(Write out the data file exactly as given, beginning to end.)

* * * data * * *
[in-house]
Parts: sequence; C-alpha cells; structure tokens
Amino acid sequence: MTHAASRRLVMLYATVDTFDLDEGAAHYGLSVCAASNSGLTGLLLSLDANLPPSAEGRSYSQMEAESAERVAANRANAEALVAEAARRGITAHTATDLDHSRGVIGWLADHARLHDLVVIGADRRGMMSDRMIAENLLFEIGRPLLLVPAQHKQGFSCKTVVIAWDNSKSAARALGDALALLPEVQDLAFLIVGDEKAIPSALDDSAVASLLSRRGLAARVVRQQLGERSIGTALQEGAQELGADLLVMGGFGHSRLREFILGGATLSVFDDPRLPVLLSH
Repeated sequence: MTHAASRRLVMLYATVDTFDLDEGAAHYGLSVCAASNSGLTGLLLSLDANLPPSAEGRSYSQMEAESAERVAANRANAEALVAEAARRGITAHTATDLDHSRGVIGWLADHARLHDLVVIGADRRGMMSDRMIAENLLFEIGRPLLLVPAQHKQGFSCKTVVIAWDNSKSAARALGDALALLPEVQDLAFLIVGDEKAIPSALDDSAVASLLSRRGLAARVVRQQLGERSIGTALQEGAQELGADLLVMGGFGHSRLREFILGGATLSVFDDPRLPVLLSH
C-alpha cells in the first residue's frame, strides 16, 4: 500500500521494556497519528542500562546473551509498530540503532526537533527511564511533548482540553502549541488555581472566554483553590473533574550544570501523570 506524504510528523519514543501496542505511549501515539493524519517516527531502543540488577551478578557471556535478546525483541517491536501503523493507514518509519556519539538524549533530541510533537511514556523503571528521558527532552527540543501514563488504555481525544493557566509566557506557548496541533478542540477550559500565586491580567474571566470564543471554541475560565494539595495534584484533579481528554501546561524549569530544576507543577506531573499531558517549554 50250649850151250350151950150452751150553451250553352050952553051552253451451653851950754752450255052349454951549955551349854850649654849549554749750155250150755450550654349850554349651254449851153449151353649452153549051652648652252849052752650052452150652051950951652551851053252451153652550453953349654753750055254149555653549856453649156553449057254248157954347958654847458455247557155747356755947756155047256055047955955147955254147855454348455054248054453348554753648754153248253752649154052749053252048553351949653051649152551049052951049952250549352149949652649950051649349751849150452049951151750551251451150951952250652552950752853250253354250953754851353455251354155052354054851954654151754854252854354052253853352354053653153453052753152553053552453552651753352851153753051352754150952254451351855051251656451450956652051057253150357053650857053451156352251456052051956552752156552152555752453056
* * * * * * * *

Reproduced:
[in-house]
Parts: sequence; C-alpha cells; structure tokens
Amino acid sequence: MTHAASRRLVMLYATVDTFDLDEGAAHYGLSVCAASNSGLTGLLLSLDANLPPSAEGRSYSQMEAESAERVAANRANAEALVAEAARRGITAHTATDLDHSRGVIGWLADHARLHDLVVIGADRRGMMSDRMIAENLLFEIGRPLLLVPAQHKQGFSCKTVVIAWDNSKSAARALGDALALLPEVQDLAFLIVGDEKAIPSALDDSAVASLLSRRGLAARVVRQQLGERSIGTALQEGAQELGADLLVMGGFGHSRLREFILGGATLSVFDDPRLPVLLSH
Repeated sequence: MTHAASRRLVMLYATVDTFDLDEGAAHYGLSVCAASNSGLTGLLLSLDANLPPSAEGRSYSQMEAESAERVAANRANAEALVAEAARRGITAHTATDLDHSRGVIGWLADHARLHDLVVIGADRRGMMSDRMIAENLLFEIGRPLLLVPAQHKQGFSCKTVVIAWDNSKSAARALGDALALLPEVQDLAFLIVGDEKAIPSALDDSAVASLLSRRGLAARVVRQQLGERSIGTALQEGAQELGADLLVMGGFGHSRLREFILGGATLSVFDDPRLPVLLSH
C-alpha cells in the first residue's frame, strides 16, 4: 500500500521494556497519528542500562546473551509498530540503532526537533527511564511533548482540553502549541488555581472566554483553590473533574550544570501523570 506524504510528523519514543501496542505511549501515539493524519517516527531502543540488577551478578557471556535478546525483541517491536501503523493507514518509519556519539538524549533530541510533537511514556523503571528521558527532552527540543501514563488504555481525544493557566509566557506557548496541533478542540477550559500565586491580567474571566470564543471554541475560565494539595495534584484533579481528554501546561524549569530544576507543577506531573499531558517549554 50250649850151250350151950150452751150553451250553352050952553051552253451451653851950754752450255052349454951549955551349854850649654849549554749750155250150755450550654349850554349651254449851153449151353649452153549051652648652252849052752650052452150652051950951652551851053252451153652550453953349654753750055254149555653549856453649156553449057254248157954347958654847458455247557155747356755947756155047256055047955955147955254147855454348455054248054453348554753648754153248253752649154052749053252048553351949653051649152551049052951049952250549352149949652649950051649349751849150452049951151750551251451150951952250652552950752853250253354250953754851353455251354155052354054851954654151754854252854354052253853352354053653153453052753152553053552453552651753352851153753051352754150952254451351855051251656451450956652051057253150357053650857053451156352251456052051956552752156552152555752453056